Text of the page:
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Athol Fitzgibbons (1995). Adam Smith's System of Liberty, Wealth, and Virtue: The Moral and Political Foundations of the Wealth of Nations.

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  1.  10
    Will the Real A. Smith Please Stand Up!Matthias P. Hühn & Claus Dierksmeier - 2016 - Journal of Business Ethics 136 (1):119-132.
    In both the public and the business world, in academe as well as in practice, the ideas of Adam Smith are regarded as the bedrock of modern economics. When present economic conditions and management practices are criticised, Adam Smith is referred to by defenders and detractors of the current status quo alike. Smith, it is believed, defined the essential terms of reference of these debates, such as the rational pursuit of self-interest on part of the individual and the resultant optimal (...)
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  2.  16
    Adam Smith’s Contribution to Business Ethics, Then and Now.Michael Gonin - 2015 - Journal of Business Ethics 129 (1):221-236.
    Smith defines the business enterprise primarily as the endeavor of an individual who remains fully embedded in the broader society and subject to its moral demands. For him, the conceptions of the local community and its normative framework, of the enterprise, and of the individuals within it need to be aligned with each other and developed together. Over time, four processes have, however, led to a widening gap between the business world and the local community. These are the dissemination of (...)
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  3.  46
    Marcus Aurelius, the Stoic Ethic, and Adam Smith.Harold B. Jones - 2010 - Journal of Business Ethics 95 (1):89 - 96.
    In The Theory of Moral Sentiments (TMS) Adam Smith draws on the Stoic idea of a Providence that uses everything for the good of the whole. The process is often painful, so the Stoic ethic insisted on conscious cooperation. Stoic ideas contributed to the rise of science and enjoyed wide popularity in Smith's England. Smith was more influenced by the Stoicism of his professors than by the Epicureanism of Hume. In TMS, Marcus Aurelius's "helmsman" becomes the "impartial spectator," who judges (...)
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  4.  35
    Adam Smith’s Vision of the Ethical Manager.George Bragues - 2009 - Journal of Business Ethics 90 (S4):447-460.
    Smith's famous invocation of the invisible hand -according to which self-interest promotes the greater good — has popularly been seen as a fundamental challenge to business ethics, a field committed to the opposite premise that the public interest cannot be advanced unless economic egoism is restrained by a more socially conscious mindset, one that takes into account the legitimate needs of stakeholders and the reciprocity inherent in networked relationships. Adam Smith has been brought into the discipline to show that his (...)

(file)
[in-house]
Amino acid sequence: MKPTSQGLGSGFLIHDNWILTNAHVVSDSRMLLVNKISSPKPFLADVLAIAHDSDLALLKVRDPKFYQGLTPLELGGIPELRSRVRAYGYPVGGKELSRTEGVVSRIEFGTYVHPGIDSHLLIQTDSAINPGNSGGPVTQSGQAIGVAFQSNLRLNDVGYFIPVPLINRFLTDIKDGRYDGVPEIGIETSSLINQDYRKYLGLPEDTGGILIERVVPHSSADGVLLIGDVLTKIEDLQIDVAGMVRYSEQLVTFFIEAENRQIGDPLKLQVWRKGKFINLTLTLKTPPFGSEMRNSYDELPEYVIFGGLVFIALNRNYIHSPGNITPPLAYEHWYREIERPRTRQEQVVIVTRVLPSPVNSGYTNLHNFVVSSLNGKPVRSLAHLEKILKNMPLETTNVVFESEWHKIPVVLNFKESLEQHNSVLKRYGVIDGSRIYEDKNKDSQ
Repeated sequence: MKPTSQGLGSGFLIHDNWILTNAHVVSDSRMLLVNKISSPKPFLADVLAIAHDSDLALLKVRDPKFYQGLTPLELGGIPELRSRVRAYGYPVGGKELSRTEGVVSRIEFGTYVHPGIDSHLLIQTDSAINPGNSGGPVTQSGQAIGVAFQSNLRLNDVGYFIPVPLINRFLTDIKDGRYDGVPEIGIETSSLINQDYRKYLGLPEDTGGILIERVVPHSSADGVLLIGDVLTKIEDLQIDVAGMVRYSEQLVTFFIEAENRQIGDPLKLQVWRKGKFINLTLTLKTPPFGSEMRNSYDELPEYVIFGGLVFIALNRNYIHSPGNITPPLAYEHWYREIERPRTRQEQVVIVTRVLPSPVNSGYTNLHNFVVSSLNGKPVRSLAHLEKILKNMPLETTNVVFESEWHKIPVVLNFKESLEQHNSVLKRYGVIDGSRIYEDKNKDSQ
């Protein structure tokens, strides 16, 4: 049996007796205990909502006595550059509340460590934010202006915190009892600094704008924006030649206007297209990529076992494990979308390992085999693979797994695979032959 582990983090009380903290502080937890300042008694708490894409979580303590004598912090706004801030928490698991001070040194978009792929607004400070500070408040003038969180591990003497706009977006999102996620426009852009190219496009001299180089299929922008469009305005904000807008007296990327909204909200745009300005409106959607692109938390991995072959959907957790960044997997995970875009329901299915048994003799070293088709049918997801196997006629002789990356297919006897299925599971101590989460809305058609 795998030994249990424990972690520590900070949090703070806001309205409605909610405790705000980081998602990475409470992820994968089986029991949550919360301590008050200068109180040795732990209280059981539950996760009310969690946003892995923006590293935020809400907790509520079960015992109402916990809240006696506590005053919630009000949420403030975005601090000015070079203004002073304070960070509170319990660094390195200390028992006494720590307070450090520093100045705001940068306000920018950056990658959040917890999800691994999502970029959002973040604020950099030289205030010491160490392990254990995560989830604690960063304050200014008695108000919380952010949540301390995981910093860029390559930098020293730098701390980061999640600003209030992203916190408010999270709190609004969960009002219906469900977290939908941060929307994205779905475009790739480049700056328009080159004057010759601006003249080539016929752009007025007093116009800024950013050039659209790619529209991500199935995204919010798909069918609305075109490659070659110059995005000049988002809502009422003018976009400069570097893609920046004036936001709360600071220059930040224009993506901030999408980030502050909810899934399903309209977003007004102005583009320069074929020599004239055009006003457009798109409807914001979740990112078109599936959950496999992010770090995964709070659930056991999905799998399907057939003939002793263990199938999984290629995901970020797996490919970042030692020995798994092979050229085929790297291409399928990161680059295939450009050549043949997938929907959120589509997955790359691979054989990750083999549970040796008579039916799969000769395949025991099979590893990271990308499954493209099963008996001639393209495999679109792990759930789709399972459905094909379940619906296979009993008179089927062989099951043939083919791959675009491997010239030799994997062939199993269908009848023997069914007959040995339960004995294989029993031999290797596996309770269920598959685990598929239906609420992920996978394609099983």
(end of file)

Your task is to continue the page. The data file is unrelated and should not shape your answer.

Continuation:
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  5.  28
    Adam Smith as Globalization Theorist.Fonna Forman‐Barzilai - 2000 - Critical Review 14 (4):391-419.
    In the Theory of Moral Sentiments, Adam Smith observed that we live in a fundamentally conflictual world. Although he held that we are creatures who sympathize, he also observed that our sympathy seems to be constrained by geographical limits. Accordingly, traditional theories of cosmopolitanism were implausible; yet, as a moral philosopher, Smith attempted to reconcile his bleak description of the world with his eagerness for international peace. Smith believed that commercial intercourse among self?interested nations would emulate sympathy on a global (...)
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    The Idea of Utility in Adam Smith's The Theory of Moral Sentiments.F. Rosen - 2000 - History of European Ideas 26 (2):79-103.
  7.  43
    'Mere Inventions of the Imagination': A Survey of Recent Literature on Adam Smith.Vivienne Brown - 1997 - Economics and Philosophy 13 (2):281-312.
    As late twentieth-century discourses of modernity and postmodernity invoke their Enlightenment heritage in a search for the origins of their present achievements and predicaments, Adam Smith's works are still seen as a canonic representative of that heritage. Smith has long been evoked as the ‘father’ of economics and the original proponent of laissez-faire capitalism, but the political changes in recent decades have reconstituted his iconic status. With the full range of Smith's published and unpublished writings and lectures now widely available, (...)
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